Discover the creamy, crumbly, pungent, and wonderful world of French cheese in this combination travelogue and food history that will delight readers of delicious travel narratives like French Lessons and The Sweet Life in Paris.
Parisian cheesemonger Pierre Androuet once famously described cheese as "the soul of the soil." If Scarlett O'Hara had been French, she would have held up a hunk of the local chevre instead of the dirt of Tara when she vowed never to go hungry again. But where does this highly artisanal, bacteria-laden wonderfood fit into the modern era of supermarchés, sterilization, and EU regulations?
In The Whole Fromage, Kathe Lison travels across France to find out. She encounters her share of farm animals and weather-beaten shepherds, but she also speaks to food scientists and visits the gleaming headquarters of a multinational dairy cooperative. She tracks down the cheesemakers, whose lifestyles and philosophies are as varied and flavorful as the delicacies they produce. And she meets head on the polemics of self-appointed defenders of traditional French cheese, who consider themselves the last best hope against American-style sanitation, standardization, and fast-food culture.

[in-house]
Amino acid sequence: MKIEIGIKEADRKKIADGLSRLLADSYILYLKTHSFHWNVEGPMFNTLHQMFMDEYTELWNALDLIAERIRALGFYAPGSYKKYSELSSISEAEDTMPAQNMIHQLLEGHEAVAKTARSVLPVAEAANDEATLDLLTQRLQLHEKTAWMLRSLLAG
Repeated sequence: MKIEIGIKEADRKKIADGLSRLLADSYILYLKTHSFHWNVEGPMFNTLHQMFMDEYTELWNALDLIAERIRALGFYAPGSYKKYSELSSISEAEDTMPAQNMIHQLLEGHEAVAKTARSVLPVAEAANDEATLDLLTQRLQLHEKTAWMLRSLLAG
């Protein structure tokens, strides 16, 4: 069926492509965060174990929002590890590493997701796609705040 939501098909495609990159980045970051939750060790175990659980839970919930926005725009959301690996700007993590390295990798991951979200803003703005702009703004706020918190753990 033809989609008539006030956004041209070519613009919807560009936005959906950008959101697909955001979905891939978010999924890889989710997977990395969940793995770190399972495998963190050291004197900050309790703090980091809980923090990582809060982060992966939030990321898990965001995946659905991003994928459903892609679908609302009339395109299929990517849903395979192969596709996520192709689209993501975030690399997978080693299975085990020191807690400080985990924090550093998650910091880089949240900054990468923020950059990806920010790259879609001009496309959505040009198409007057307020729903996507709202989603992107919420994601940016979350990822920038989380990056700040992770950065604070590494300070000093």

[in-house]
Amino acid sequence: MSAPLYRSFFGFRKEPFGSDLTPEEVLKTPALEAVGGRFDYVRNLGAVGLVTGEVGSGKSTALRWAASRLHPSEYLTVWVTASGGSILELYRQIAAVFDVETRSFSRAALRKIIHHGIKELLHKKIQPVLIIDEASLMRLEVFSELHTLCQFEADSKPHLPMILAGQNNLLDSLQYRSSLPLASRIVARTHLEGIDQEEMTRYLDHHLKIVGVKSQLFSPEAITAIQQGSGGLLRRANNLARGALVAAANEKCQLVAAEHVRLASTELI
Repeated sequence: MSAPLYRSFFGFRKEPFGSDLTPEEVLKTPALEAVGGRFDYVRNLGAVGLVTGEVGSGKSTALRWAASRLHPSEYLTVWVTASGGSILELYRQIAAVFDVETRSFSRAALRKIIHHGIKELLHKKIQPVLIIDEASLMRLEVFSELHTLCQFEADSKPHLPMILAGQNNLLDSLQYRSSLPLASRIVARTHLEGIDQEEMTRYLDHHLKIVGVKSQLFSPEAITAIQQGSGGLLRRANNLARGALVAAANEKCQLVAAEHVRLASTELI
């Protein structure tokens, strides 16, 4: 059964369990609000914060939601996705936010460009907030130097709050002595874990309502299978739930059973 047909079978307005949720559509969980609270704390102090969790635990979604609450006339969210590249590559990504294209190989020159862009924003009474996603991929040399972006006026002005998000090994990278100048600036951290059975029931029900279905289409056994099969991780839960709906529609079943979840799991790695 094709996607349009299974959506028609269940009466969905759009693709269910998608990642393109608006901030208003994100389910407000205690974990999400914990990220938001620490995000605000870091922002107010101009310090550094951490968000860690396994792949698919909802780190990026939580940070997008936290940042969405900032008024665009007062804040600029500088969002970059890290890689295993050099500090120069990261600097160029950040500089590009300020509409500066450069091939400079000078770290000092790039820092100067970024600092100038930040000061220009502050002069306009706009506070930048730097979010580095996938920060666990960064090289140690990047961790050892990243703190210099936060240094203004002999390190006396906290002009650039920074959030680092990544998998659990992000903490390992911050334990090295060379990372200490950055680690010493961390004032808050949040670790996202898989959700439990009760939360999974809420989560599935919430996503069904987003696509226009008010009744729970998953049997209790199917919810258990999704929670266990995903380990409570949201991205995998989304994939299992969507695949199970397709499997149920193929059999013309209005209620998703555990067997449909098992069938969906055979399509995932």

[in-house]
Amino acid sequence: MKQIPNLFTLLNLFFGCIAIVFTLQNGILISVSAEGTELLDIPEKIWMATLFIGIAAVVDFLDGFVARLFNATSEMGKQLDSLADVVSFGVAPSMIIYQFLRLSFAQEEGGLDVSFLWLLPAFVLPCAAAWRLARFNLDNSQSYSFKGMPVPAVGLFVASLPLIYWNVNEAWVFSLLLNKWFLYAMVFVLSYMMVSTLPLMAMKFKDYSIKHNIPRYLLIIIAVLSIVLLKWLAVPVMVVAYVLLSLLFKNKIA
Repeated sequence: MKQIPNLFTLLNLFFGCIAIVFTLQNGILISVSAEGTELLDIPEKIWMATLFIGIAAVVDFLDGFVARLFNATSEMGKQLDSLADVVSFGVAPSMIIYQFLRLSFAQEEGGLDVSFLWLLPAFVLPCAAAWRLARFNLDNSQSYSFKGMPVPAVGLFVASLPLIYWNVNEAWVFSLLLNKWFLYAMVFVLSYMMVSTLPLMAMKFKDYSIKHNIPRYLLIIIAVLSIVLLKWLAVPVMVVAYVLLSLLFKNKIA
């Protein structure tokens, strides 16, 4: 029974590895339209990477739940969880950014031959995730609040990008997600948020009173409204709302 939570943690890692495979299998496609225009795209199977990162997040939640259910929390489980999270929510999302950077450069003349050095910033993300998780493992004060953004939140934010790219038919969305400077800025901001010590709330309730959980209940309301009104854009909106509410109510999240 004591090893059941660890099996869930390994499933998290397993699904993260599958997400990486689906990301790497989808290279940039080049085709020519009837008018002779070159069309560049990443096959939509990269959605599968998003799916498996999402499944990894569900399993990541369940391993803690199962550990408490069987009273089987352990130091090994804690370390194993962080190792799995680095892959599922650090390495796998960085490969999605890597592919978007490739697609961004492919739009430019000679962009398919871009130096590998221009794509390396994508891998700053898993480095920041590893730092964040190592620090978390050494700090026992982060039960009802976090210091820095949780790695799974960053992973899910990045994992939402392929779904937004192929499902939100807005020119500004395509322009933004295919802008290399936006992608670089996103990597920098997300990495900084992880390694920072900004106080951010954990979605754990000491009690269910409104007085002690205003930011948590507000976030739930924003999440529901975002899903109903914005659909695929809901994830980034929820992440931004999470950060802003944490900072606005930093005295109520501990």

With writing that is as piquant and rich as a well-aged Roquefort, as charming as a tender springtime chèvre, and yet as unsentimental as a stinky Maroilles, The Whole Fromage is a tasty exploration of a food, a country, and the meaning of "tradition."